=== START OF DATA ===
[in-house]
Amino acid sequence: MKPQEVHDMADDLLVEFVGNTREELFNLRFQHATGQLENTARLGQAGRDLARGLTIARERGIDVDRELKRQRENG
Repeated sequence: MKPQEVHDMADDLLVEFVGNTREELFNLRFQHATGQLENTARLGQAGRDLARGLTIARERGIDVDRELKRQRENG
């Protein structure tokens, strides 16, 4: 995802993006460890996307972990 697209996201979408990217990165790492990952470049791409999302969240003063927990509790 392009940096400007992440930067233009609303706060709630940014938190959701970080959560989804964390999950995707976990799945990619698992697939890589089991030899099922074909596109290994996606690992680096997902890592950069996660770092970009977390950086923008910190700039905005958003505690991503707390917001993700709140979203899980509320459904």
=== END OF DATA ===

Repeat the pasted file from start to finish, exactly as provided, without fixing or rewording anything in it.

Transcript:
[in-house]
Amino acid sequence: MKPQEVHDMADDLLVEFVGNTREELFNLRFQHATGQLENTARLGQAGRDLARGLTIARERGIDVDRELKRQRENG
Repeated sequence: MKPQEVHDMADDLLVEFVGNTREELFNLRFQHATGQLENTARLGQAGRDLARGLTIARERGIDVDRELKRQRENG
């Protein structure tokens, strides 16, 4: 995802993006460890996307972990 697209996201979408990217990165790492990952470049791409999302969240003063927990509790 392009940096400007992440930067233009609303706060709630940014938190959701970080959560989804964390999950995707976990799945990619698992697939890589089991030899099922074909596109290994996606690992680096997902890592950069996660770092970009977390950086923008910190700039905005958003505690991503707390917001993700709140979203899980509320459904």